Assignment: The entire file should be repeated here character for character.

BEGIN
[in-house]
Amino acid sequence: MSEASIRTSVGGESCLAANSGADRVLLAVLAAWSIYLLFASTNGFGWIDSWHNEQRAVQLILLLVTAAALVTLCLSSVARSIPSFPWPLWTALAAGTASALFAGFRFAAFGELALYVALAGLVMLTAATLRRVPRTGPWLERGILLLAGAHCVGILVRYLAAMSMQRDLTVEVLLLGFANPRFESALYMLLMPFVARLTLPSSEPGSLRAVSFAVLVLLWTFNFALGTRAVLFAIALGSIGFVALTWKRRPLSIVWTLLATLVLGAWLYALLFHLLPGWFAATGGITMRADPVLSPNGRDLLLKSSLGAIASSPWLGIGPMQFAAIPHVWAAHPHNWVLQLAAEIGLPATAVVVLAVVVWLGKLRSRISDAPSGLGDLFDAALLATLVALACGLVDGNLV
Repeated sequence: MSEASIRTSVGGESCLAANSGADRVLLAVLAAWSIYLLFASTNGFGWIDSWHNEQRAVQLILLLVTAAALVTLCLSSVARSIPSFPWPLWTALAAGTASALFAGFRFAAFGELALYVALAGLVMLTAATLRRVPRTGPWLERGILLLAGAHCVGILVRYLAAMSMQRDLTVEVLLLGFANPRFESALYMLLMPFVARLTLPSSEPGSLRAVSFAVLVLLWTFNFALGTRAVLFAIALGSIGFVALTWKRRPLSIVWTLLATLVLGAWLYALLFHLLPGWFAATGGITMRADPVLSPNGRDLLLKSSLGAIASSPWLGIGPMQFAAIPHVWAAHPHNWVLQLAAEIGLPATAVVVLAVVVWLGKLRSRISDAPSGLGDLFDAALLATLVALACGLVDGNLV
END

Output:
[in-house]
Amino acid sequence: MSEASIRTSVGGESCLAANSGADRVLLAVLAAWSIYLLFASTNGFGWIDSWHNEQRAVQLILLLVTAAALVTLCLSSVARSIPSFPWPLWTALAAGTASALFAGFRFAAFGELALYVALAGLVMLTAATLRRVPRTGPWLERGILLLAGAHCVGILVRYLAAMSMQRDLTVEVLLLGFANPRFESALYMLLMPFVARLTLPSSEPGSLRAVSFAVLVLLWTFNFALGTRAVLFAIALGSIGFVALTWKRRPLSIVWTLLATLVLGAWLYALLFHLLPGWFAATGGITMRADPVLSPNGRDLLLKSSLGAIASSPWLGIGPMQFAAIPHVWAAHPHNWVLQLAAEIGLPATAVVVLAVVVWLGKLRSRISDAPSGLGDLFDAALLATLVALACGLVDGNLV
Repeated sequence: MSEASIRTSVGGESCLAANSGADRVLLAVLAAWSIYLLFASTNGFGWIDSWHNEQRAVQLILLLVTAAALVTLCLSSVARSIPSFPWPLWTALAAGTASALFAGFRFAAFGELALYVALAGLVMLTAATLRRVPRTGPWLERGILLLAGAHCVGILVRYLAAMSMQRDLTVEVLLLGFANPRFESALYMLLMPFVARLTLPSSEPGSLRAVSFAVLVLLWTFNFALGTRAVLFAIALGSIGFVALTWKRRPLSIVWTLLATLVLGAWLYALLFHLLPGWFAATGGITMRADPVLSPNGRDLLLKSSLGAIASSPWLGIGPMQFAAIPHVWAAHPHNWVLQLAAEIGLPATAVVVLAVVVWLGKLRSRISDAPSGLGDLFDAALLATLVALACGLVDGNLV